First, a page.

On the mobile side however, that starts internally. Every employee at the company is being given an iPhone equipped with new apps designed in collaboration with Apple and IBM in a bid to enable them to think not only mobile-first, but eventually mobile-only.

“Our focus on mobile starts with our employees. If we don’t think mobile-first for them, how can we expect to get it right for our customers?” Alexander asked.

The tech team is therefore meeting with every department within the business to understand their mobile needs. The personal shopping team was on hand today, for instance, exploring how they can use mobile as an opportunity to spend more time with their top customers, known as EIPs (extremely important people). The idea is to give them greater tools and capabilities so they can scale their interactions. AI will inform that too.

Yoox Net-a-Porter is prioritising mobile
Yoox Net-a-Porter is prioritising mobile

From a customer perspective, some further examples for mobile include leaning heavily on Apple’s iOS 11 update, which is due to roll out in September (though is available in beta now). Centre to that is the camera, which will come with in-built augmented reality opportunities as well as a QR reader.

Users can use it to take pictures of outfits they like and through an AI algorithm using visual recognition, find similar options to purchase, for instance. Meanwhile, the team will also deploy QR codes in some of the windows of the physical stores it powers so that the looks on display (each tagged with RFID labels) can be brought up on the relevant e-commerce site for purchase immediately.

If the QR code still sounds like a questionable option, YNAP is convinced both by behavior witnessed from Chinese shoppers and Apple’s integration of the technology as a sure sign for the future.

The company also announced a new partnership today with Imperial College London, to support an initiative that teaches local children from underprivileged backgrounds the basics of coding. The project, named Imperial Codelab powered by Yoox Net-a-Porter, is particularly focusing on increasing the number of young girls who have access to such classes. “We know there are not enough women in tech and we want to help that for the future,” Marchetti noted.

This post first appeared on Forbes

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digital snippets e-commerce film mobile social media Startups technology

Digital snippets: shoplifters at Harvey Nichols, Iris van Herpen on fashion and science, Rakuten’s virtual fit start-up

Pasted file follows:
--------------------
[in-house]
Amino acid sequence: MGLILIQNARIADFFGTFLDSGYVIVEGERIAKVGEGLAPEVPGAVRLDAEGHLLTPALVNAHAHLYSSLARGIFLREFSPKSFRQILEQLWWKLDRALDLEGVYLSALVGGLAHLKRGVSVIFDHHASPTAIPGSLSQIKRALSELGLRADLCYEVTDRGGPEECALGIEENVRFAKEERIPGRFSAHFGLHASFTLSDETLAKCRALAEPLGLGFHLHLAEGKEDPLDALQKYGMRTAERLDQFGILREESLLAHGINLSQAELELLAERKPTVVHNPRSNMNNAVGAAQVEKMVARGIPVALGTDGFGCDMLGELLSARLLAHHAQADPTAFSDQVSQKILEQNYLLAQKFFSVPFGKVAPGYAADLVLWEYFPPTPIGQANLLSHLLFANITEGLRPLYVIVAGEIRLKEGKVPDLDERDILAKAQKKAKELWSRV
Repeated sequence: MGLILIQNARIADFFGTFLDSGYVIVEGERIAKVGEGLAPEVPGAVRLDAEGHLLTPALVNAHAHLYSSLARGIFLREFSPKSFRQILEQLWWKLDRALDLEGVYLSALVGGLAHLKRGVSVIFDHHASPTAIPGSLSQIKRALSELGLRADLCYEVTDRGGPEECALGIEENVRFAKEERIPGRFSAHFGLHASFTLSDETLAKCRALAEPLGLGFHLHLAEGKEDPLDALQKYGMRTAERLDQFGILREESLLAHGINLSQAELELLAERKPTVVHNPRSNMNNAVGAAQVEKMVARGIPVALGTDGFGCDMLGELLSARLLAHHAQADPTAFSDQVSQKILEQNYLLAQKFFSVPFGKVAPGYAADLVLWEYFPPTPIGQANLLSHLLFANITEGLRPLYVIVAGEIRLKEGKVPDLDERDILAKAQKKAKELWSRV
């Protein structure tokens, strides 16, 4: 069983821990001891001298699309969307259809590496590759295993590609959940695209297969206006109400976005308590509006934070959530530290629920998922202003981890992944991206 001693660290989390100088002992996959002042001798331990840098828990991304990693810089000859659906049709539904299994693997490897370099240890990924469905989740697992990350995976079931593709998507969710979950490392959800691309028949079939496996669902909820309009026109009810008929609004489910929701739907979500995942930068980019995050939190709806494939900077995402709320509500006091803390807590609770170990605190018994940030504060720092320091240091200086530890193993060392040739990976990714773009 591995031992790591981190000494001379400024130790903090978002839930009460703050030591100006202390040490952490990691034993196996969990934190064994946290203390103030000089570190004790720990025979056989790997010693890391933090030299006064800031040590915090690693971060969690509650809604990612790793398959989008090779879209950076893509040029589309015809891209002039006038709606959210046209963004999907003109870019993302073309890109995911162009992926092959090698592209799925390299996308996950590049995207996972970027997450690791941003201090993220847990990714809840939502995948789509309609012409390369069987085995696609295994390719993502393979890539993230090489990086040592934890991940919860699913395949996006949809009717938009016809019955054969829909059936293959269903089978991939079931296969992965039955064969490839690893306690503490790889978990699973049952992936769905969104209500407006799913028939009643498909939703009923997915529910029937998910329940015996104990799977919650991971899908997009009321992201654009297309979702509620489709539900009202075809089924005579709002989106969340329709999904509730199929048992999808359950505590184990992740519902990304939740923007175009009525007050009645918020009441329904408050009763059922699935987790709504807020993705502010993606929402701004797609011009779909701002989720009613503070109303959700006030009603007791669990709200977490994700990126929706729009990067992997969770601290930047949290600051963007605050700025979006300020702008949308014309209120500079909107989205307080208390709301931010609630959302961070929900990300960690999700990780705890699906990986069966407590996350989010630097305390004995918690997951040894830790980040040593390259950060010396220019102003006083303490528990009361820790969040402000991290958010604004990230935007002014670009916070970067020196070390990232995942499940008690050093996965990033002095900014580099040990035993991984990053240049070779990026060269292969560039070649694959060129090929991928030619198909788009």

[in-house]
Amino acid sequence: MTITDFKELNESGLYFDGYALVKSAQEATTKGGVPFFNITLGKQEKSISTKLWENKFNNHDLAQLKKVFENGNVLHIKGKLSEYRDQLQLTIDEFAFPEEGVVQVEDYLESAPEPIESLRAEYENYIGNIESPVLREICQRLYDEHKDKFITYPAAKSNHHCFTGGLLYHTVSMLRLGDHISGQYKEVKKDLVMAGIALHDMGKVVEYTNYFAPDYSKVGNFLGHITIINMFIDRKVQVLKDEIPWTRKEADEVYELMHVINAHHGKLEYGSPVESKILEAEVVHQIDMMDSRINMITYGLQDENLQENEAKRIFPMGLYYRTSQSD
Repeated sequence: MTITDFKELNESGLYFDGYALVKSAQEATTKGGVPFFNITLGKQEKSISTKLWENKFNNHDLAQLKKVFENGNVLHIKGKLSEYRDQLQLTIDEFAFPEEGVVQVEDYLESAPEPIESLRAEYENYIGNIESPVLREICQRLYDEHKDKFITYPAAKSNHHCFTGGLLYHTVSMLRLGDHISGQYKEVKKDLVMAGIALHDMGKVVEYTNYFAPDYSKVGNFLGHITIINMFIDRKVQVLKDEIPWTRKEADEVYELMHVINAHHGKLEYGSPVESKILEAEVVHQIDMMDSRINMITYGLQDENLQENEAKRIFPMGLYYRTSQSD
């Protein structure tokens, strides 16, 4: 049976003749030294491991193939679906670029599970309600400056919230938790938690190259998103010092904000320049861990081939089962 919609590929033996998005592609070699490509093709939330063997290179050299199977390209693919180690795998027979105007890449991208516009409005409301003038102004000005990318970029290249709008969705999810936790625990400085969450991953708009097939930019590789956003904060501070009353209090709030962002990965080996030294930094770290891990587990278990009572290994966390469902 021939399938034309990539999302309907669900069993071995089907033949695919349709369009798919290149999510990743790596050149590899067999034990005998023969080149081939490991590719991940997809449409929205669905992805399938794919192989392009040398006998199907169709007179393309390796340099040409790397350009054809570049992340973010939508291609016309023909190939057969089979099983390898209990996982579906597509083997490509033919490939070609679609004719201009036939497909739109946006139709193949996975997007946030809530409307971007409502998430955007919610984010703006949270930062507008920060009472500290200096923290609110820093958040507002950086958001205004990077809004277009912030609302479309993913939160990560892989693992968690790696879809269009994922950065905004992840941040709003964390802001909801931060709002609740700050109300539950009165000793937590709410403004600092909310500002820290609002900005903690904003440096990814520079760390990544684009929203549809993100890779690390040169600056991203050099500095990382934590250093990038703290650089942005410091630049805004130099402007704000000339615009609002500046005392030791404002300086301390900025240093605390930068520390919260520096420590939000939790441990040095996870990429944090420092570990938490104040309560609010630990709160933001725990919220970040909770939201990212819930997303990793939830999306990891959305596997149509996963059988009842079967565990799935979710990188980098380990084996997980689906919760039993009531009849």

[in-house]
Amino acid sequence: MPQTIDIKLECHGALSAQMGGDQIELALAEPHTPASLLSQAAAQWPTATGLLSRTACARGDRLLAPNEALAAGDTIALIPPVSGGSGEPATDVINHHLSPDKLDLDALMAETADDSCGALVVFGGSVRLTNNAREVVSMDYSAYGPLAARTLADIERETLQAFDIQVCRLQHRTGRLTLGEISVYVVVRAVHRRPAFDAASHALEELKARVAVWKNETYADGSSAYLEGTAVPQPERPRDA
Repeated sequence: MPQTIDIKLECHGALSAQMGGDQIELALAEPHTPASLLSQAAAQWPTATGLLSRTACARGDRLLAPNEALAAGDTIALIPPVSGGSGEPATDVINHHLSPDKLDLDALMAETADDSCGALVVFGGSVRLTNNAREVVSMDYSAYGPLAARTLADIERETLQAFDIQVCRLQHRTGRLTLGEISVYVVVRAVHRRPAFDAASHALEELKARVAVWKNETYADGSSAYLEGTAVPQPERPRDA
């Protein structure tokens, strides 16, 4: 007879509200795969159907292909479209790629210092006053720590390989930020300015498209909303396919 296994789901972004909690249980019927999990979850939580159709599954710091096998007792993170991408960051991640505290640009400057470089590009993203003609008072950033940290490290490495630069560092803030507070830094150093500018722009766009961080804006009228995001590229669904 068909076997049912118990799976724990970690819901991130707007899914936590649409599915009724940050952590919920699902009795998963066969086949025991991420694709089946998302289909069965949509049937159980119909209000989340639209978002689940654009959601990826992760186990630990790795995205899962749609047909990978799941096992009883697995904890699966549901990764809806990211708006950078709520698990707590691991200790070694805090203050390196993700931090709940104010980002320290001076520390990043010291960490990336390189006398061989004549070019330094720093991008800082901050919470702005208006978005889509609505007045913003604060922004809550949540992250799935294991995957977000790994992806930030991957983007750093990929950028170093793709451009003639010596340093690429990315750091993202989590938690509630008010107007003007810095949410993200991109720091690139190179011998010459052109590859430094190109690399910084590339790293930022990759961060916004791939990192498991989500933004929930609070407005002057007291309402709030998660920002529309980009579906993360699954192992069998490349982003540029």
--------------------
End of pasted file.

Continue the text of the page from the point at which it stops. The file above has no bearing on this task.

A round-up of the latest stories to know about surrounding all things fashion and tech…

harveynichols

  • Harvey Nichols features genuine CCTV shoplifting footage in new Rewards ad (as pictured) [Creative Review]
  • Iris van Herpen’s science fashion [BoF]
  • Rakuten buys virtual fitting room start-up Fits.Me in a fashion commerce play [TechCrunch]
  • Why an “Amazon for high fashion” is a really bad idea [HighSnobiety]
  • Amazon Fashion, playing the long game [BoF]
  • ShopStyle figured out how to monetise Snapchat [Racked]
  • Why it took Zappos Labs five tries to admit failure [Fast Company]
  • Stamp your in-store Snapchats with custom Lilly Pulitzer prints [Digiday]
  • Crocs bets big on interactive Twitter videos with ‘Funway Runway’ effort [AdWeek]
  • Online jewellery start-up Bauble Bar to open retail stores [Forbes]
  • Matthew Williamson to sell part of pre-fall collection exclusively on Lyst [Fashionista]
  • Net-a-porter partners with Tom Ford on e-commerce exclusive [WWD]
  • Nike quickens plans to ‘seamlessly connect social platforms to commerce’ [The Drum]
  • How artificial intelligence is powering e-commerce in India [TechinAsia]
  • Fashion apps continue the trend for mobile swiping [The Telegraph]
  • Six futuristic retail displays that will change your idea of ‘e-commerce’ [Time]
  • Luxury brands dip toes in e-commerce waters [WSJ]
  • Why the Internet of Things won’t be about the ‘things’ for retailers [Retail Dive]
  • The man who wants to turn our clothes into modular gadgets [Wired]
  • Meet Mona, the world’s smartest personal shopper [PSFK]
  • Why the Apple Watch is flopping [Co.Design]
  • 3D-printing has stagnated, says pioneering designer Francis Bitonti [Dezeen]
  • We did not expect Vogue’s native advertising to be this good [Brand Republic]